I’m running Windows Server 2012 Datacenter, so I selected “index 4”.  Now if I wanted to reinstall DHCP onto this server I would type the following command:

 Install-WindowsFeature DHCP -Source wim:d:\sources\install.wim:4 


You can alternatively reinstall a feature by using Server Manager. Run the Add Roles and Features Wizard, select what you want to install, and then at the Confirmation screen “specify an alternate source path”.


The –Source option can access the files in there different ways.

  1. Searching the location you specified during either your PowerShell command or during the Wizard.
  2. Group Policy Settings: Computer Configuration\Administrative Templates\System\Specify settings for optional component installation and component repair.
  3. Searching Windows Update

Create a Feature File Store

Before we end, I would also recommend setting up a feature file store.  Instead of searching for the media disk, just copy the Sources\SxS folder from your Windows Server 2012 installation media to a network share.  For example, \\network\share\sxs.  Then when you want to reinstall a feature, just point the –Source to your new network share.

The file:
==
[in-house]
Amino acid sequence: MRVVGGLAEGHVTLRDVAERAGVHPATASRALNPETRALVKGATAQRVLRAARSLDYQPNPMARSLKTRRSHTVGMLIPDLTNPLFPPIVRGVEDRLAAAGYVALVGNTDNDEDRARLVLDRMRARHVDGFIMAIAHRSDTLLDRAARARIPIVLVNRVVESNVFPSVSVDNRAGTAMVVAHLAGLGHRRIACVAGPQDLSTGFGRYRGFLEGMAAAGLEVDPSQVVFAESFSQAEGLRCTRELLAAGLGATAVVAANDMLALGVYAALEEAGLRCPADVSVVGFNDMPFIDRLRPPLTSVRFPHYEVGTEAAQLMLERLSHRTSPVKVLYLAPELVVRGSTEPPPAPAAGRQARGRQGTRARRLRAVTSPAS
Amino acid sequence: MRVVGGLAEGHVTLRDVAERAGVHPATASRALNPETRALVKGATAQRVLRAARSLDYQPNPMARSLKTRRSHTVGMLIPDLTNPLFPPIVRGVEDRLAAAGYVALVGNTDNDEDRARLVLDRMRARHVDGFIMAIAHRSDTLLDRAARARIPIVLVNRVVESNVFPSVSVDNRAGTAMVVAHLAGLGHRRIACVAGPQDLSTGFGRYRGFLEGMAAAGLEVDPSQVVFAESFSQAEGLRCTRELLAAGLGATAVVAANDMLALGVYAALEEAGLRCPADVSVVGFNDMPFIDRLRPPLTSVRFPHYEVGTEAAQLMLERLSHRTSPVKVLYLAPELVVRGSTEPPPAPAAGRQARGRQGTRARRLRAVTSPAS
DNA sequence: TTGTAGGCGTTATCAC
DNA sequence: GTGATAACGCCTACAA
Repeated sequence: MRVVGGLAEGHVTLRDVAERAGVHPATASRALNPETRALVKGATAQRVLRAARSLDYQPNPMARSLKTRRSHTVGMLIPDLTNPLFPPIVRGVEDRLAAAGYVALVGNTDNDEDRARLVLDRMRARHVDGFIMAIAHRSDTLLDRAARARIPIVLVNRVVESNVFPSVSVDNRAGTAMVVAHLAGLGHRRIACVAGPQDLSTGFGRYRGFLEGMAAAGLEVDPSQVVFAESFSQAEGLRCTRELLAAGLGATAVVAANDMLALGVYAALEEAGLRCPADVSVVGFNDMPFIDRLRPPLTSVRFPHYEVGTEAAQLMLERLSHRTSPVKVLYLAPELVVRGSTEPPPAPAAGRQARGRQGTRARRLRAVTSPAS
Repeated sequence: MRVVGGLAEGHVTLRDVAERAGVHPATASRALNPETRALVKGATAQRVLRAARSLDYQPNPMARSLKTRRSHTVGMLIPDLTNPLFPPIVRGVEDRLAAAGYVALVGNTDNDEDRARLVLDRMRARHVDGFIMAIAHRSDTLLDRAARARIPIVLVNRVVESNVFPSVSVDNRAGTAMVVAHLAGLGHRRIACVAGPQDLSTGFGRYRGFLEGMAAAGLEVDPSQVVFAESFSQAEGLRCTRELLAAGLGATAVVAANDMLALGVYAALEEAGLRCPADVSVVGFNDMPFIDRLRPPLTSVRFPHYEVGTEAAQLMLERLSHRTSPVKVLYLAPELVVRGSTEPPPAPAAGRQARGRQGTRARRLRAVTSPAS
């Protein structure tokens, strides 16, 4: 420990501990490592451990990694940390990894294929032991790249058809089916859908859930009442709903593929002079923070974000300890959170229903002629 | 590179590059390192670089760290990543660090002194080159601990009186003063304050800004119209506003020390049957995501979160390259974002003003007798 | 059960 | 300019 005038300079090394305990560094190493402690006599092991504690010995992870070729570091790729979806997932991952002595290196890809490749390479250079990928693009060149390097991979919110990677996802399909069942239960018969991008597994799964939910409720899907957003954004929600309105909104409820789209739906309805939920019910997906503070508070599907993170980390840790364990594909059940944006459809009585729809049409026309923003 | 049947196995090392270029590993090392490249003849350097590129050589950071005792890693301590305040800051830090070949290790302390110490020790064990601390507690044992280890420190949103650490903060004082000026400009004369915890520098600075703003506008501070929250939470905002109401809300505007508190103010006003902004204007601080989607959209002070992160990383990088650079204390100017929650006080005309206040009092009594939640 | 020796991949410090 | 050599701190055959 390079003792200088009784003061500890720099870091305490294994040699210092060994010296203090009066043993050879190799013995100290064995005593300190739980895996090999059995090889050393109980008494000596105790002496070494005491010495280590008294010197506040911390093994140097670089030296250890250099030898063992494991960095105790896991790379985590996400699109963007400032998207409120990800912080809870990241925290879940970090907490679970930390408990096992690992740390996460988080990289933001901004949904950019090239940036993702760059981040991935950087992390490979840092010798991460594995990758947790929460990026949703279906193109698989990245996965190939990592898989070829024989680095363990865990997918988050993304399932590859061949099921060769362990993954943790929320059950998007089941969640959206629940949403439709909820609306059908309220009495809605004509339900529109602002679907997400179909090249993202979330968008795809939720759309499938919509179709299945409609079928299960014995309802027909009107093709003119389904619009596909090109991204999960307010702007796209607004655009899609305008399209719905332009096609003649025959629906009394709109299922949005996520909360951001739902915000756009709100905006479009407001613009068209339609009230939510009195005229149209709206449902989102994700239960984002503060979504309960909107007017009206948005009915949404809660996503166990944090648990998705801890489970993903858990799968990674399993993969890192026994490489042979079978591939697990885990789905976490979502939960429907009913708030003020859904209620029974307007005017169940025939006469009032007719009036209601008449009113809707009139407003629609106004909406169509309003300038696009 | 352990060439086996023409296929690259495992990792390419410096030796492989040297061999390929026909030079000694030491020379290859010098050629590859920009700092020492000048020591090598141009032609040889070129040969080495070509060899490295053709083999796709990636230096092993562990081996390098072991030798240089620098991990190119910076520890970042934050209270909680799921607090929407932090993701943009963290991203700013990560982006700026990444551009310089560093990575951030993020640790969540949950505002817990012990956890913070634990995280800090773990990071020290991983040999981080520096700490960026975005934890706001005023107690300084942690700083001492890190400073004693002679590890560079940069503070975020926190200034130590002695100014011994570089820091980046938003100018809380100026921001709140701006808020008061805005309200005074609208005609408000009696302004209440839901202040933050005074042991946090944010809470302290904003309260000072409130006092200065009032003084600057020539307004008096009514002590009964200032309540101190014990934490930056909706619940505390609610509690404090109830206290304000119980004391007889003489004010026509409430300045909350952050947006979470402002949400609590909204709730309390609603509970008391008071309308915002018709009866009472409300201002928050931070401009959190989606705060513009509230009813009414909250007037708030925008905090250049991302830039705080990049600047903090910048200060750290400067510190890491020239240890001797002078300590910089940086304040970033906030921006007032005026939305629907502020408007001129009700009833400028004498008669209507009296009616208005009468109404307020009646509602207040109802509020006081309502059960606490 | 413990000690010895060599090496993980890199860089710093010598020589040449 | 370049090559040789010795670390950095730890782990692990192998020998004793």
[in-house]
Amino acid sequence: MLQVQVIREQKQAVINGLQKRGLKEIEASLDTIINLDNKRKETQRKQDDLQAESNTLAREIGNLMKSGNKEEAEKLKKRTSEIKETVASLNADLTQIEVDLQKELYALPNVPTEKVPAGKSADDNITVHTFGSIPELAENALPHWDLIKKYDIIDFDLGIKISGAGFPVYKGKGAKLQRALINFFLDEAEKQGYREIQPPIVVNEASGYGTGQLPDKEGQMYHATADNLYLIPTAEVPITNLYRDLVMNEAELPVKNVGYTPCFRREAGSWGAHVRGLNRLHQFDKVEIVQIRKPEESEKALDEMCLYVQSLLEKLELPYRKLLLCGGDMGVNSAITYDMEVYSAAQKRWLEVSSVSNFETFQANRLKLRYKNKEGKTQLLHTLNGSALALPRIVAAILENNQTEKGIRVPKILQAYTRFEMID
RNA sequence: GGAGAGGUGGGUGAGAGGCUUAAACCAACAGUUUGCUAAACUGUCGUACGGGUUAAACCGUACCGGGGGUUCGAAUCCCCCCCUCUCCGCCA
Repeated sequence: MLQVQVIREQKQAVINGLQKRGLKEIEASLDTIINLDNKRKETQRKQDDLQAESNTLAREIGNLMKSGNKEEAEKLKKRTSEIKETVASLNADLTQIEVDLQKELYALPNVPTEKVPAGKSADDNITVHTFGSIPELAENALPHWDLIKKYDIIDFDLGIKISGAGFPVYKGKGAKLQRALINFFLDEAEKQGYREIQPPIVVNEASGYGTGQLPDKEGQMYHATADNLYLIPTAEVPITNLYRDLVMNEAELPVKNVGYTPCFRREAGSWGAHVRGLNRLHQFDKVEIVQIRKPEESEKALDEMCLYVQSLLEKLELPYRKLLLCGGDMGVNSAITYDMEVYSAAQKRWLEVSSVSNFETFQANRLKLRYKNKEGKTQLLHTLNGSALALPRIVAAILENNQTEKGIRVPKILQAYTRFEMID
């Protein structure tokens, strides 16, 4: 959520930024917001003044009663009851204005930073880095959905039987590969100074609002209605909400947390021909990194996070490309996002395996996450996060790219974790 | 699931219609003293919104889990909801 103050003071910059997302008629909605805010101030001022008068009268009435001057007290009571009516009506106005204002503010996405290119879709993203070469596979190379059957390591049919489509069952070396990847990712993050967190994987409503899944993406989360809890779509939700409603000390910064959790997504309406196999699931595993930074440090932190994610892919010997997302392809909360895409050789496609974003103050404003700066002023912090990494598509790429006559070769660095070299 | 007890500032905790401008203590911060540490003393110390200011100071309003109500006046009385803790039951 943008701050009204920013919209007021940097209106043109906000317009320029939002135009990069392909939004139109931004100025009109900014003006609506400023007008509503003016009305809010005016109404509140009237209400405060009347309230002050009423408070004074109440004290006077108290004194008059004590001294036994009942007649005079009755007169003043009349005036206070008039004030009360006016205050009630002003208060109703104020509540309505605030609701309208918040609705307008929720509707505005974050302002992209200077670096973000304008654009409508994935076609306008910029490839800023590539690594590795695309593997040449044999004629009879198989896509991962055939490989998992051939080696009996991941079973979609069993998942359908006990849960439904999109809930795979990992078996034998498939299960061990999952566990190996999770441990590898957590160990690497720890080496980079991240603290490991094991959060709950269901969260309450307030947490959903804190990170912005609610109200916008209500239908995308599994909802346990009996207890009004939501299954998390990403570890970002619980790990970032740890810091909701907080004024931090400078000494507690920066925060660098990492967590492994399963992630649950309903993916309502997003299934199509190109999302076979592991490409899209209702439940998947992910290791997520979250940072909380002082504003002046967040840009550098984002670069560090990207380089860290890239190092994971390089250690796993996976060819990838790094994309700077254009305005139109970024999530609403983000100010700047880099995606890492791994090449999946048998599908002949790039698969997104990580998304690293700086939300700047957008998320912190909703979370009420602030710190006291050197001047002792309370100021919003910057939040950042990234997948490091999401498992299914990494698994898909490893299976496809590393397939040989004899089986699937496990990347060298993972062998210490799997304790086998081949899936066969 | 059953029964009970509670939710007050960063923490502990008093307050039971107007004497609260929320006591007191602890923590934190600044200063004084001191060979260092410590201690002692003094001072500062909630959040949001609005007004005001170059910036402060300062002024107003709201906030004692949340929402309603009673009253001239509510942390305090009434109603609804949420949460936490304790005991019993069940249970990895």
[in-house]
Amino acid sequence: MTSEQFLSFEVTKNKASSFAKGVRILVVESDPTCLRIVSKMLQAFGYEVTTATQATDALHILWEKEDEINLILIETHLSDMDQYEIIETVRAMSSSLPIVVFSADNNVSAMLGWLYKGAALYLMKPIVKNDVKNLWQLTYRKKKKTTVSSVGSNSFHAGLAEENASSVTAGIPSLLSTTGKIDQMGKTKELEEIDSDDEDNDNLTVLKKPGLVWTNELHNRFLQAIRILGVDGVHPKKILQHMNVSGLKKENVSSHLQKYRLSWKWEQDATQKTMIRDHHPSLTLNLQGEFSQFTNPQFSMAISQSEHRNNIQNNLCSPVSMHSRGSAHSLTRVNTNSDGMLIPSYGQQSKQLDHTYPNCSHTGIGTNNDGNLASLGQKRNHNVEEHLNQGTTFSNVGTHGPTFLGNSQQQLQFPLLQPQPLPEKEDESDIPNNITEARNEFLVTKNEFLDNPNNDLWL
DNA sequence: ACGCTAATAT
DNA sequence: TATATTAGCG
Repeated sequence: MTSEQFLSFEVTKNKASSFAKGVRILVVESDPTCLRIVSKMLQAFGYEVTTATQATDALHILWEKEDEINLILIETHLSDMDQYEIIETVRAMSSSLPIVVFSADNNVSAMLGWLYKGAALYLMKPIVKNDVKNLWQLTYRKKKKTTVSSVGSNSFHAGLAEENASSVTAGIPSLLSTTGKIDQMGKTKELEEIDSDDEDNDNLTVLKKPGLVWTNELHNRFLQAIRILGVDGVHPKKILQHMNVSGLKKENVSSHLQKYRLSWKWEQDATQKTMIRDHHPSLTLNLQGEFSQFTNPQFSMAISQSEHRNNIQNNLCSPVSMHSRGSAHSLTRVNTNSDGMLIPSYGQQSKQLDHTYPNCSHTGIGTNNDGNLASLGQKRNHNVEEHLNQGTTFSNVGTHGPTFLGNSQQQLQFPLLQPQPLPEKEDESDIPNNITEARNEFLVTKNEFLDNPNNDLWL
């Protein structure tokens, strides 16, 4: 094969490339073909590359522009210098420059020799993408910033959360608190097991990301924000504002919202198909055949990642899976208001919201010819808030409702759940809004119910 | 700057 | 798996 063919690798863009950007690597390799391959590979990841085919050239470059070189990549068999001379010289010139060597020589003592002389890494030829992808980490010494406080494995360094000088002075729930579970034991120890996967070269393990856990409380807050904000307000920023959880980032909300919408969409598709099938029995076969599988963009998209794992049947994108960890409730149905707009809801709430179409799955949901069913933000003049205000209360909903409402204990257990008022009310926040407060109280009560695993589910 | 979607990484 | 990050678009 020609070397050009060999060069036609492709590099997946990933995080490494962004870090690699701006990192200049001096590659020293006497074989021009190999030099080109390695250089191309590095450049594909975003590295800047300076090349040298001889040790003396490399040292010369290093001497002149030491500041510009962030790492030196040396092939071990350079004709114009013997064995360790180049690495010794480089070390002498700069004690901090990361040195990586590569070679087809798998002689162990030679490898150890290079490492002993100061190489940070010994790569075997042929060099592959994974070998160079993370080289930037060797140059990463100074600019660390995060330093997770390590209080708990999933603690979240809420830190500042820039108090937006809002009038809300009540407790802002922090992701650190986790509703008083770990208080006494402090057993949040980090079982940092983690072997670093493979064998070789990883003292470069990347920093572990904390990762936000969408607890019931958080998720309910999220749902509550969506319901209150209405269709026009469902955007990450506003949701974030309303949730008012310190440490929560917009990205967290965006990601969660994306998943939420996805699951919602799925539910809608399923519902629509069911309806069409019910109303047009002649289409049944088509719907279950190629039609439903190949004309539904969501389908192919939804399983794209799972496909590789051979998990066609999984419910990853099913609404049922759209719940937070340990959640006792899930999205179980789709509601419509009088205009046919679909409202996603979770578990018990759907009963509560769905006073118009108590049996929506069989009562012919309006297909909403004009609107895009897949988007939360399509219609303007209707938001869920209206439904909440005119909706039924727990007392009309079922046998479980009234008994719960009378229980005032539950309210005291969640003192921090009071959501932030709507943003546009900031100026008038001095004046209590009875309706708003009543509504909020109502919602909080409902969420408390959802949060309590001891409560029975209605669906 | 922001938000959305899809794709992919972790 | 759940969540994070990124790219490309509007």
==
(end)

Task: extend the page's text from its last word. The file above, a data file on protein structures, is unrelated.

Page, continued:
Hopefully you now have a leaner server.  Man, all this weight lost talk has gotten me hungry.  I think its time for a Baconator!

Deploying Domain Controllers with Install From Media (IFM)

What happens when you need to deploy a new Domain Controller in a different country, but your NTDS.DIT file is over 180 Gigabytes, and your WAN is as slow as your grandmother?  Well I don’t know what you call it, but I call it a perfect storm of failure.  This is the exact situation one of my customers was facing.  Waiting for 180 gigs of data to replicate around a SLOOOW WAN isn’t my idea of a fun time!  Instead we deployed the additional Domain Controller using the install from media (IFM) method.

Using the IFM method, you can dramatically reduce the amount of replication traffic that is introduced during the installation of an additional DC.  Only objects that were modified, added, or deleted since the installation media was created will be replicated.  This leads me to my next topic.

Deploy your additional Domain Controller ASAP from the date when you created your media.  The longer you wait, the more you will have to replicate.  You will also need to deploy your IFM media before the Tombstone Life Time (TSL) of your forest.  If you go pass the TSL, then the “DCPROMO” will fail.  Unless you changed it, your TSL is set by  the OS version you created your forest on.

Tombstone Life Time

  • Windows Server 2000 = 60 Days
  • Windows Server 2003 = 60 Days
  • Windows Server 2003 (SP1) = 180 Days
  • Windows Server 2003 R2 (SP1) = 60 Days
  • Windows Server 2003 R2 (SP2) = 180 Days
  • Windows Server 2008 / 2008 R2 = 180 Days